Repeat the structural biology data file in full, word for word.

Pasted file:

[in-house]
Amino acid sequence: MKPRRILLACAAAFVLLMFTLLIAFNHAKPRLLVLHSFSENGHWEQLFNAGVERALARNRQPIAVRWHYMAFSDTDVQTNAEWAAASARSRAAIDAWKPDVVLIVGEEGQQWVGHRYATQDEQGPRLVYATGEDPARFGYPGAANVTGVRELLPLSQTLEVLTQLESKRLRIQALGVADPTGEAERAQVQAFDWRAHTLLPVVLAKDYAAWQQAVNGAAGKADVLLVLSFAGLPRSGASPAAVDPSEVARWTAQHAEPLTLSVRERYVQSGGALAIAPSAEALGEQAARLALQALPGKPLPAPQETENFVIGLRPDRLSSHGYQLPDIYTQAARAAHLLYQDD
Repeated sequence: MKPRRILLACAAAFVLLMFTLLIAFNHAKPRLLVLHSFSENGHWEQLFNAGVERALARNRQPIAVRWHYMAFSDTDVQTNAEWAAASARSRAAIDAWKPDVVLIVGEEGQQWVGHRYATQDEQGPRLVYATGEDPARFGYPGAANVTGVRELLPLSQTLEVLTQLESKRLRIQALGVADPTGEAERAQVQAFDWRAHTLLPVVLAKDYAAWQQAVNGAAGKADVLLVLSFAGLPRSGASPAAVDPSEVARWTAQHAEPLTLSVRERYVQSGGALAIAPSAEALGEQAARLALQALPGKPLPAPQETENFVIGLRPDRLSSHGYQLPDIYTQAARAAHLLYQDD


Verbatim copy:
[in-house]
Amino acid sequence: MKPRRILLACAAAFVLLMFTLLIAFNHAKPRLLVLHSFSENGHWEQLFNAGVERALARNRQPIAVRWHYMAFSDTDVQTNAEWAAASARSRAAIDAWKPDVVLIVGEEGQQWVGHRYATQDEQGPRLVYATGEDPARFGYPGAANVTGVRELLPLSQTLEVLTQLESKRLRIQALGVADPTGEAERAQVQAFDWRAHTLLPVVLAKDYAAWQQAVNGAAGKADVLLVLSFAGLPRSGASPAAVDPSEVARWTAQHAEPLTLSVRERYVQSGGALAIAPSAEALGEQAARLALQALPGKPLPAPQETENFVIGLRPDRLSSHGYQLPDIYTQAARAAHLLYQDD
Repeated sequence: MKPRRILLACAAAFVLLMFTLLIAFNHAKPRLLVLHSFSENGHWEQLFNAGVERALARNRQPIAVRWHYMAFSDTDVQTNAEWAAASARSRAAIDAWKPDVVLIVGEEGQQWVGHRYATQDEQGPRLVYATGEDPARFGYPGAANVTGVRELLPLSQTLEVLTQLESKRLRIQALGVADPTGEAERAQVQAFDWRAHTLLPVVLAKDYAAWQQAVNGAAGKADVLLVLSFAGLPRSGASPAAVDPSEVARWTAQHAEPLTLSVRERYVQSGGALAIAPSAEALGEQAARLALQALPGKPLPAPQETENFVIGLRPDRLSSHGYQLPDIYTQAARAAHLLYQDD